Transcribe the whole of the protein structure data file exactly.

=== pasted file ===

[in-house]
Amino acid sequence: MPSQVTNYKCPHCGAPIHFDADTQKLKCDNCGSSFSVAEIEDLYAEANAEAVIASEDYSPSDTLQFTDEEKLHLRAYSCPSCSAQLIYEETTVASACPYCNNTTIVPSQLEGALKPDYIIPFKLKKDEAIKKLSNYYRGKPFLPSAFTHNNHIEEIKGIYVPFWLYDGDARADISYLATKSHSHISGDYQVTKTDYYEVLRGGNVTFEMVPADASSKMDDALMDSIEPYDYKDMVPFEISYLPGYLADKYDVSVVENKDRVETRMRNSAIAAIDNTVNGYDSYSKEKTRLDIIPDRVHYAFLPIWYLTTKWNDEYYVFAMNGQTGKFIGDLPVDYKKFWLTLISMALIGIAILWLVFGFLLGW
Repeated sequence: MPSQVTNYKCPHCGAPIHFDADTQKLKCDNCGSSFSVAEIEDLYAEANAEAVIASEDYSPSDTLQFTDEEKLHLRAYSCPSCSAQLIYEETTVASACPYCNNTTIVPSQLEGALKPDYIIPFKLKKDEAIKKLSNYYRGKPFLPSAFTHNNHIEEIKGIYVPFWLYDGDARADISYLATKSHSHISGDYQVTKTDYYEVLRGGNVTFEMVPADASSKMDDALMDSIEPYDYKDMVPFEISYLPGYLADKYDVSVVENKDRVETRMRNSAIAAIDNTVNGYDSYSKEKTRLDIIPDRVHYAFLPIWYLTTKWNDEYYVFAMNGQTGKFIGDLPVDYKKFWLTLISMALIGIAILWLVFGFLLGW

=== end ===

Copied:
[in-house]
Amino acid sequence: MPSQVTNYKCPHCGAPIHFDADTQKLKCDNCGSSFSVAEIEDLYAEANAEAVIASEDYSPSDTLQFTDEEKLHLRAYSCPSCSAQLIYEETTVASACPYCNNTTIVPSQLEGALKPDYIIPFKLKKDEAIKKLSNYYRGKPFLPSAFTHNNHIEEIKGIYVPFWLYDGDARADISYLATKSHSHISGDYQVTKTDYYEVLRGGNVTFEMVPADASSKMDDALMDSIEPYDYKDMVPFEISYLPGYLADKYDVSVVENKDRVETRMRNSAIAAIDNTVNGYDSYSKEKTRLDIIPDRVHYAFLPIWYLTTKWNDEYYVFAMNGQTGKFIGDLPVDYKKFWLTLISMALIGIAILWLVFGFLLGW
Repeated sequence: MPSQVTNYKCPHCGAPIHFDADTQKLKCDNCGSSFSVAEIEDLYAEANAEAVIASEDYSPSDTLQFTDEEKLHLRAYSCPSCSAQLIYEETTVASACPYCNNTTIVPSQLEGALKPDYIIPFKLKKDEAIKKLSNYYRGKPFLPSAFTHNNHIEEIKGIYVPFWLYDGDARADISYLATKSHSHISGDYQVTKTDYYEVLRGGNVTFEMVPADASSKMDDALMDSIEPYDYKDMVPFEISYLPGYLADKYDVSVVENKDRVETRMRNSAIAAIDNTVNGYDSYSKEKTRLDIIPDRVHYAFLPIWYLTTKWNDEYYVFAMNGQTGKFIGDLPVDYKKFWLTLISMALIGIAILWLVFGFLLGW